When the virus seemed to be spreading too quickly, instead of reducing the rate of spread by concentrating on the gaping holes in their approach – allowing people to be crammed together in tube stations and passport control, and still letting others enter the country – they decided instead to introduce lockdown for a large part of the population, regardless of the level of infection in different areas, varying by as much as a factor of 20. Those people would suffer lockdown, while many others would still be crammed together spreading infection. In low infection areas, that lockdown could only reduce a small figure by a small amount. In other areas with high infection, a stricter lockdown would have achieved far more.

Many areas of London have very high infection rates. Given the 75% reduction in traffic, it would be extremely simple to lift London traffic controls and encourage as many as possible to use their private cars, especially for those living in the most infected areas, greatly reducing cross infection in the tube system. Instead, one of the heads of Public Health England made the comment that she was ‘slightly alarmed’ by the switch of travel from public transport to private vehicles. PHE has also stated that there is no point in wearing masks (a simple mask may not prevent you catching the virus, but they will greatly reduce how many virus-laden particles people emit when they talk, cough or sneeze and therefore will reduce the rate of infection. It may well be the case that PHE wants to reduce demand by the public for scarce masks so that enough will be available for those who need them, but if so, they should say so and not talk rubbish). I find it more than slightly alarming that people with such poor analytical skills should be in positions of decision making. Masks should be worn, prioritizing availability if need be to high infection areas.

People are still travelling between areas of very high infection and areas with very low infection. Many people in low infection areas will be needlessly infected. This will increase deaths. If we must have lockdown, there are far better ways to arrange it. Cellular lockdown, restricting travel between areas of markedly different infection rates would greatly reduce spread.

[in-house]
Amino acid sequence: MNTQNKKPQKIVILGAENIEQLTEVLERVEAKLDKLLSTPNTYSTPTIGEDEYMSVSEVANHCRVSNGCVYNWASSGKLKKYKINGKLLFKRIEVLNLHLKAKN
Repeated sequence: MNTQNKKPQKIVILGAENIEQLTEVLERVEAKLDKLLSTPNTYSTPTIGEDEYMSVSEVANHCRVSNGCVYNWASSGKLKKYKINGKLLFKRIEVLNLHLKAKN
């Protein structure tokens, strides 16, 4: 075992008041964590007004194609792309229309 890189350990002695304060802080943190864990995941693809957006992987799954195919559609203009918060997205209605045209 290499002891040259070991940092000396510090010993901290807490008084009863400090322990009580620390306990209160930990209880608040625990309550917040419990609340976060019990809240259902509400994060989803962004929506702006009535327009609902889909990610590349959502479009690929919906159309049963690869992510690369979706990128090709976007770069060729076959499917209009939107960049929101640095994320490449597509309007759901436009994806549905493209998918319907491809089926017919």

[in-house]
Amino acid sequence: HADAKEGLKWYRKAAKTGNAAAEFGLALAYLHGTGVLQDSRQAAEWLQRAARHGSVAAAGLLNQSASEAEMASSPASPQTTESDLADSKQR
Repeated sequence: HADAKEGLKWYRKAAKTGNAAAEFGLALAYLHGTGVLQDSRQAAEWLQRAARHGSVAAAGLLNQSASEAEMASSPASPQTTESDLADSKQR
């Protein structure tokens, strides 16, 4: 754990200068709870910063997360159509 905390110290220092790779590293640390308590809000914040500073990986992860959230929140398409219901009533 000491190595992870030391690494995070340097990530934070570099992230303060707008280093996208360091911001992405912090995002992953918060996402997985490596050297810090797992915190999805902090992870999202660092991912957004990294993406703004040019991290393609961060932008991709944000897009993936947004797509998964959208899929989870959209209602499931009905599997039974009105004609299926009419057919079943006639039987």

Even separating people from high and low infection areas in public transport would only require a simple ‘red and green’ trains system. Yet it seems beyond the comprehension of our authorities.

Some police forces have been intimidating people who are driving to open areas to exercise. Although a very few areas might attract occasional crowding greater than town footpaths, generally, urban footpaths will have far more joggers, walkers and cyclists, so exposure during exercise will generally be far higher by forcing people to exercise locally. That will increase cases and deaths. Closing parks and National Trust Gardens is similarly stupid and counter-productive. People will die because of that stupidity. Rather than take the side of common sense and logic, government threatens the people with stricter confinement if they continue to try to enjoy the outdoors, even when they are spread out.

Making it very hard to exercise away from other people will deter many people from doing so. Just when they have the greatest need to maintain peak fitness in case they become ill, their ability to do so is being reduced by officious police and busybodies. That will result in more deaths.

Watching such ongoing stupidity and negligence, I have very little confidence left in our government to make good decisions. I do not believe continuing lockdown is the right policy.

Lockdown

The current one-size-fits-all policy of lockdown is highly questionable, another mistake in a long line. A smarter form might have been justifiable to recover from the mess poor previous decisions got us into, but looking from where we are now, lockdown must be lifted soon, or it will cost far more than it saves.

Mental Health Costs

I was already self-isolating before lockdown, being ‘at risk’ but I don’t find isolation difficult. I’m introvert, normally work from home, and don’t normally leave my home more than a few times a month. I have a nice house and garden and a fantastic partner. So I have barely felt any change and am not suffering. Many are not so fortunate.